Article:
A Catholic case for same-sex marriage

A same sex marriage advocate waves a rainbow flag at a protest in Los Angeles. (Jae C. Hong/AP ) It … Continued


A same sex marriage advocate waves a rainbow flag at a protest in Los Angeles. (Jae C. Hong/AP )

It appears that public opinion about same-sex marriage is diverging from the path promoted by prominent prelates. Catholics today are more tolerant of homosexuals’ equal civil rights, while outspoken Catholic archbishops are raising apocalyptic warnings about “aggressive and godless secularism.” Why?

The bishops are clearly voicing Catholic dogma: same-sex marriage cannot replace the union of man and woman as the Sacrament of Matrimony. But the current laws do not threaten the exercise of Catholic marriage. Actually, the now discredited DOMA law against same-sex marriage prohibited members of the United Church of Christ from following their religious belief that gays and lesbians can marry out of Christian love. Since the First Amendment to the U.S. Constitution prohibits favoring one church over another, what choice is there other than for governmental secularism to allow each church to freely practice their faith?

Moreover, the Catholic Church long ago has come to grips with civil laws that allow for “sin.” Saint Thomas Aquinas (ST 2-2.10.11) accepted laws allowing prostitution: and in our day, the government has legalized divorce. These are both against Catholic teaching, but as argued by the Doctors of the Church, civil law does not have to agree perfectly with God’s law. St. Augustine (De ordine 2.4), for instance, wrote that a greater good is accomplished by
regulating
prostitution than in passing laws that make it illegal, but which will not prevent it. At a time when fewer straight people get married before “living together,” it defies logic to say that homosexual marriage disparages tradition. If anything, gays-getting-married argues just the opposite. If they are so eager to enter the civil institution of marriage, what are heterosexual couples missing? In sum, if same-sex marriage does not interfere with Catholic practice, can be tolerated as has been legalized divorce, and encourages the married state — what is the problem?

The bishops’ last argument states that same-sex marriage is against the natural law. Of course, the competence of the bishops to instruct Catholics is restricted to
supernatural
law. Once they speak in philosophical terms of a natural law, they can only offer prudential judgments, which do not carry the dogmatic authority. The bishops are certainly entitled to their political opinions as citizens; but so are the faithful.

Based on the teachings of St. Paul (Acts: 17:25-27), “natural law” definitions have always included the concept of “search by reason for truth” about morality and ethics. With polls indicating that most people have concluded same-sex marriage is reasonable, the natural law argument seems to undermine the bishops’ position. Nonetheless, these are some of the questions that fame decisions about legalizing same-sex marriages.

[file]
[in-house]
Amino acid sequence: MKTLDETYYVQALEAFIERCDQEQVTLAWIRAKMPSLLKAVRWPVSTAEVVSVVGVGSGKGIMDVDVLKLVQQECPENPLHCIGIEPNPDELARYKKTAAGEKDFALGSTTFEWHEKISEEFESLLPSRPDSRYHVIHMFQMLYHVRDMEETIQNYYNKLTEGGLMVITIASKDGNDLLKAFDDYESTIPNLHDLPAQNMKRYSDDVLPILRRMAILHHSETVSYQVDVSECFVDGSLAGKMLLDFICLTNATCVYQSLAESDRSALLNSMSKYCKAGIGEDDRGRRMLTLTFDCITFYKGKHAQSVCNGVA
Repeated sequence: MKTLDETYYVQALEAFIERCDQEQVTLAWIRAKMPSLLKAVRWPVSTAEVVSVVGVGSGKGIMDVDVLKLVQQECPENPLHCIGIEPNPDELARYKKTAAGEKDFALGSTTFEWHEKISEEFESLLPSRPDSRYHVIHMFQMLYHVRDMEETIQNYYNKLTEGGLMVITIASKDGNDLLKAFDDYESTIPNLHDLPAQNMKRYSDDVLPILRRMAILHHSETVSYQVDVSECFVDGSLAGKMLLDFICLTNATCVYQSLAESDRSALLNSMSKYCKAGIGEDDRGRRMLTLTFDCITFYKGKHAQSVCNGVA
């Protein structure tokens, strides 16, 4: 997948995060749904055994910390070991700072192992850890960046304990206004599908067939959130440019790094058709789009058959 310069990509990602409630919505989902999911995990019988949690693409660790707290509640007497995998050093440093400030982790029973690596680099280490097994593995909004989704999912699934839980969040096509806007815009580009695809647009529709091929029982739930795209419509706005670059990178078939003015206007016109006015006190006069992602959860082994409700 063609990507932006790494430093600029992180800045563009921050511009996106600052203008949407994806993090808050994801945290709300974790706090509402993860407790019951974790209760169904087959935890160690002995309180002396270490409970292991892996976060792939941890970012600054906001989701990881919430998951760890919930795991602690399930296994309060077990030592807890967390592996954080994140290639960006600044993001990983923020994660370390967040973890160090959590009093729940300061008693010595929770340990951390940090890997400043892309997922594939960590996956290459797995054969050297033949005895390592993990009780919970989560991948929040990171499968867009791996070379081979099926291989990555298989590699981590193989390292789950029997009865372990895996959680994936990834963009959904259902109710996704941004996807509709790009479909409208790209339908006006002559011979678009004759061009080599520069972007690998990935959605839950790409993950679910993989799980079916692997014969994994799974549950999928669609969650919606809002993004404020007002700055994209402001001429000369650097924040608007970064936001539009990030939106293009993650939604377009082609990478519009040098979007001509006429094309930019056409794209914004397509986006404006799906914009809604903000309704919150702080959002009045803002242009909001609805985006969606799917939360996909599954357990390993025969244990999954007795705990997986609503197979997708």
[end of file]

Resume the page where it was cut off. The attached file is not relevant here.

1)
Homosexuality may be a genetic disposition, which would mean that it is “natural.”
What if there is a “gay gene”? Consider that it is “normal” to be right-handed; but that many people are genetically coded to be left-handed. They are not, on that account, “abnormal” or “objectively disordered.”

2) Having children is not the sole purpose of marriage. It is erroneous to equate human marriage with animals that mate by instinct when in heat in order to propagate their species. The church states that marriage “is not instituted solely for procreation.” (Gaudium et Spes, 50) Moreover, propagation is not just “having babies,” it also requires raising then. We know same-sex couples have successfully raised children, many of whom have been adopted because heterosexual families have been dysfunctional. So we cannot base the value of human marriages solely on what happens in bed.

3) Human beings have a basic need for companionship. The Bible teaches “It is not good for man to be alone” (Gen. 2:18). And while the Catholic Church does not allow same-sex marriage, it requires that homosexuals be treated with dignity, as Pope Francis so eloquently recently noted. Moreover, it is a fundamental American principle of law that people have a God-given right to pursue happiness. So, isn’t it better for society as a whole to have gay people living happy lives with permanent companionship rather than prevent them from achieving their full human potential? Aren’t we all better off with stable families?

When we make our prudential judgments about same-sex marriage, these are issues to consider.

About

Anthony M. Stevens-Arroyo Anthony M. Stevens-Arroyo is Professor Emeritus of Puerto Rican and Latino Studies at Brooklyn College and Distinguished Scholar of the City University of New York.
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